|Publication number||US4385975 A|
|Application number||US 06/336,109|
|Publication date||May 31, 1983|
|Filing date||Dec 30, 1981|
|Priority date||Dec 30, 1981|
|Also published as||DE3279966D1, EP0084635A2, EP0084635A3, EP0084635B1|
|Publication number||06336109, 336109, US 4385975 A, US 4385975A, US-A-4385975, US4385975 A, US4385975A|
|Inventors||Shao-Fu Chu, Allen P. Ho, Cheng T. Horng, Bernard M. Kemlage|
|Original Assignee||International Business Machines Corp.|
|Export Citation||BiBTeX, EndNote, RefMan|
|Patent Citations (11), Non-Patent Citations (1), Referenced by (58), Classifications (22), Legal Events (4)|
|External Links: USPTO, USPTO Assignment, Espacenet|
1. Technical Field
This invention generally relates to a method of manufacturing semiconductor devices and more particularly to a method of forming wide deep dielectric filled isolation trenches in the surface of a silicon semiconductor substrate.
As is well known to those having skill in the semiconductor art, large scale integrated circuit chips require a large number of surface conductors for the distribution of operating voltages/currents and digital signals from device to device. Although these surface conductors are insulated from the semiconductor substrate upon which they lie, a certain amount of capacitive coupling is present between the insulated conductors and the substrate through the intervening insulating material. This capacitive coupling degrades the signals carried by the surface conductors.
Capacitive coupling between the surface conductors and the substrate can be minimized by increasing the thickness of the dielectric material separating the conductors from the substrate. In order to maintain the planarity of the surface conductors it is desirable to recess the dielectric material below the surface of the substrate rather than adding the dielectric material above the surface of the substrate. It is therefore highly desirable to have the plurality of surface conductors lie on a wide deep dielectric filled isolation trench in the surface of the silicon semiconductor substrate.
2. Background Art
Methods of forming narrow deep dielectric filled isolation trenches in a semiconductor substrate are well known in the art. In one method disclosed in U.S. Pat. No. 4,139,442 to Bondur et al, assigned to the assignee of the present invention, narrow deep recessed oxide regions are formed in a silicon substrate by reactive ion etching narrow trenches in the silicon substrate and thermally oxidizing the trench walls to completely fill in the narrow trenches. In another method disclosed in IBM Technical Disclosure Bulletin, Vol. 21, No. 5, p. 1868 to Bartush et al, narrow deep recessed oxide regions are produced by chemical vapor depositing a layer of silicon dioxide over a silicon substrate having a narrow trench, and then uniformly etching back to the surface of the silicon substrate, leaving the silicon dioxide filled narrow trench.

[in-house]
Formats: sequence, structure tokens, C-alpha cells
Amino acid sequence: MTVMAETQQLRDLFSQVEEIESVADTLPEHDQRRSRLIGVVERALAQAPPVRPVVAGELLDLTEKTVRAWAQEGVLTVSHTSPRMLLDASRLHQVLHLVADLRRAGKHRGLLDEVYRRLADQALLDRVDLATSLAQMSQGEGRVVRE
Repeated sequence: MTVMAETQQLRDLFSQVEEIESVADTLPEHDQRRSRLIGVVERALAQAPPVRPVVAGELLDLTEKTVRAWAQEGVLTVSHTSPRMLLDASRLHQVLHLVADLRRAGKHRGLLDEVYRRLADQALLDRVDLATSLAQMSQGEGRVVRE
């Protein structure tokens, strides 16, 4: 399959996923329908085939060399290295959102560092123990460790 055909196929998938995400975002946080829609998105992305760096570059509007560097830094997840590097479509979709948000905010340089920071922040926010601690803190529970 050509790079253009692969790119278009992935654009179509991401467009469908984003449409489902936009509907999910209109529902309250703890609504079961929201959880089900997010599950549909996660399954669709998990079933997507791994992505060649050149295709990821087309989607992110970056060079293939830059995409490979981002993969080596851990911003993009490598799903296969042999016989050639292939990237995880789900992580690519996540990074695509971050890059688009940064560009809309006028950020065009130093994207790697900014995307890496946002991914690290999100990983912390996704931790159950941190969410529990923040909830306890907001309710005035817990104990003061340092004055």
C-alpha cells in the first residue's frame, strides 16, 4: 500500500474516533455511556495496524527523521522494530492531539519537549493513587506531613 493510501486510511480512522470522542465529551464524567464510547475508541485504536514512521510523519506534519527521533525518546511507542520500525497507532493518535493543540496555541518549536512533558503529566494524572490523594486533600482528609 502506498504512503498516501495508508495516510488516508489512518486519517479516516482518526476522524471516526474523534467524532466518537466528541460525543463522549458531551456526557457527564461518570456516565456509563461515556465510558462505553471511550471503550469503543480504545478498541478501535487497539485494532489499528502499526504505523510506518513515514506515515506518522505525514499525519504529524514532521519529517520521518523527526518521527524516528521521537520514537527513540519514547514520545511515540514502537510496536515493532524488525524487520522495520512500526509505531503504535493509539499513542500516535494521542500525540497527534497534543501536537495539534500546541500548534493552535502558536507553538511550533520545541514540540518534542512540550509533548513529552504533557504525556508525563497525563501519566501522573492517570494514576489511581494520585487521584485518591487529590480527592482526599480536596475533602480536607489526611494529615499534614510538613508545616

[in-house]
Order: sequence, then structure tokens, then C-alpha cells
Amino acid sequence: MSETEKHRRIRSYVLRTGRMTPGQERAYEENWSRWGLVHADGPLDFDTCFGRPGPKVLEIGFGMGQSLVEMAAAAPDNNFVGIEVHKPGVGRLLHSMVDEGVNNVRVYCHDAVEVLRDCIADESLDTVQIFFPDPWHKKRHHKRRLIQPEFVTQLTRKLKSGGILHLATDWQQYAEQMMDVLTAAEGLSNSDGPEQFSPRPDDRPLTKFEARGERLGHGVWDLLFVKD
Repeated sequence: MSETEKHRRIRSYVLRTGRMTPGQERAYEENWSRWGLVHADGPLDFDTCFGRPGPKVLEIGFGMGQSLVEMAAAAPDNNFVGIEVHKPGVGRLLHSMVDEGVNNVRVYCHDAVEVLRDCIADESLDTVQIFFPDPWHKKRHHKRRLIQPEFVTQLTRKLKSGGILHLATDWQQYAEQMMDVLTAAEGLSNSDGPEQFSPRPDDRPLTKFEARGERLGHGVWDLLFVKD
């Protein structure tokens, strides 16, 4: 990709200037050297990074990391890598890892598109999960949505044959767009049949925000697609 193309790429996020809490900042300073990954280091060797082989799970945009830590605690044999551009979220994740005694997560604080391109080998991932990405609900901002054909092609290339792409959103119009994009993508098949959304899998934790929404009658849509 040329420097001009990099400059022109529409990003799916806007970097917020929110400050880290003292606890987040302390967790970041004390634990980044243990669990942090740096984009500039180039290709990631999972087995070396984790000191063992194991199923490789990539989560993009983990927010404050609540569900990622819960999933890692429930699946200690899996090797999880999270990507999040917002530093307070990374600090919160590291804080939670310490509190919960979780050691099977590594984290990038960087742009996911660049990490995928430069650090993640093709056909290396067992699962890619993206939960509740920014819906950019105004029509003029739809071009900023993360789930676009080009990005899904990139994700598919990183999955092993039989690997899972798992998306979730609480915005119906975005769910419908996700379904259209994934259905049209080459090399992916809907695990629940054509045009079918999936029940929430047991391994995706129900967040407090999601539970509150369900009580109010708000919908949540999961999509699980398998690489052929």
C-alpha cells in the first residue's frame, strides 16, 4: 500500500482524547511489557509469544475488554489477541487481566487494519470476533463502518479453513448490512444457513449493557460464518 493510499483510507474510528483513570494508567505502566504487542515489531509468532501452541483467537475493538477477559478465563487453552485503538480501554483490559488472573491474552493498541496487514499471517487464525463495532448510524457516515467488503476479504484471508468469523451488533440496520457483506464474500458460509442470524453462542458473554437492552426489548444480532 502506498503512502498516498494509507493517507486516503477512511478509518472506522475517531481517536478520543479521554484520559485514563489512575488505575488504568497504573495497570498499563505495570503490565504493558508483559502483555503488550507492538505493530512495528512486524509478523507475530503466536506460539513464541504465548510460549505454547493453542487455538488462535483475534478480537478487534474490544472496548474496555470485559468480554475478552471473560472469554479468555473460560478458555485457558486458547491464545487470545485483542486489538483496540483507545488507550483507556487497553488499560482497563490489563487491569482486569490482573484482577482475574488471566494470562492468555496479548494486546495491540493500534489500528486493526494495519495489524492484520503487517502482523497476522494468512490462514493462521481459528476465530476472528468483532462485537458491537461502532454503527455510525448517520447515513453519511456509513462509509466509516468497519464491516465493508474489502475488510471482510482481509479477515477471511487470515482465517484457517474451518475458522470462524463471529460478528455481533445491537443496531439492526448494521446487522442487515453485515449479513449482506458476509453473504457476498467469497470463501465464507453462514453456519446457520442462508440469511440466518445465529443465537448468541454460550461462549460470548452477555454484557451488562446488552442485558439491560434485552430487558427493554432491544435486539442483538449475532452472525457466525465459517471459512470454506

Neither of the above methods for forming narrow deep dielectric filled trenches may be used to form wide deep dielectric filled trenches. The Bondur et al method may not be used, as a layer of thermal oxide thick enough to fill in a wide trench cannot be grown without excessive heat cycle time. The Bartush et al method may not be used, as a chemical vapor deposited silicon dioxide layer does not planarize across a wide trench as it does across a narrow trench. Thus, when deposited, the silicon dioxide will be the same thickness at the bottom of the wide trench as it is on the semiconductor surface. The silicon dioxide in the wide trench will then be etched away when the silicon dioxide on the surface is etched, leaving a partially filled wide trench.
Various methods have been proposed for forming wide deep dielectric isolation trenches all of which have various shortcomings as described below. One general way the prior art has sought to form wide deep dielectric filled isolation trenches is by forming a plurality of closely spaced narrow trenches and then converting them into a single wide trench. For example, in FIG. 2 of the above cited Bondur et al patent, a wide deep dielectric filled isolation trench is formed by reactive ion etching a plurality of closely spaced narrow trenches in the surface of a semiconductor substrate and thermally oxidizing the trench walls to completely fill in the trenches with oxide and convert the silicon between the trenches to silicon dioxide. In FIG. 3 of the above cited Bondur et al patent a plurality of closely spaced narrow trenches are formed and then thermally oxidized to partially fill in the trenches. The filling of the trenches is then completed by deposition of suitable material such as pyrolitically deposited silicon oxide.
Unfortunately, the Bondur et al methods of forming a wide deep dielectric filled isolation trench by forming a plurality of closely spaced narrow trenches requires the use of state of the art electron beam lithography techniques for defining the plurality of closely spaced narrow trenches. U.S. Pat. No. 4,211,582 to Horng et al, assigned to the assignee of the present invention, attempts to reduce the required lithography precision by producing closely spaced narrow shallow trenches and reactive ion etching to convert the shallow trenches to a succession of narrow deep trenches. Again, however, the tolerances required for masking are state of the art, while the number of processing steps is increased. In addition, the thermal oxidation thickness required may produce a significant number of crystalographic defects within the silicon substrate.
Another general way the prior art has sought to form a wide deep dielectric filled isolation trench involves forming a wide trench in the substrate surface and forming a wide organic material plug in the trench leaving only a narrow unfilled area to be subsequently filled by a second layer of organic material. For example, the above cited IBM Technical Disclosure Bulletin to Bartush et al discloses forming a wide resist plug over a silicon dioxide layer in the wide trench and forming a second resist layer over the plug. The resist and silicon dioxide layers layers are then reactive ion etched down to the top of the substrate at an etch rate ratio of 1:1 to planarize the trench. Unfortunately, when a resist layer is heated during a resist reflow or reactive ion etch step the resist tends to form waves or ripples on the surface thereof. The resist will then etch in a rippled manner, producing a wide dielectric isolation trench having a rippled surface, unsuitable for carrying a plurality of surface conductors.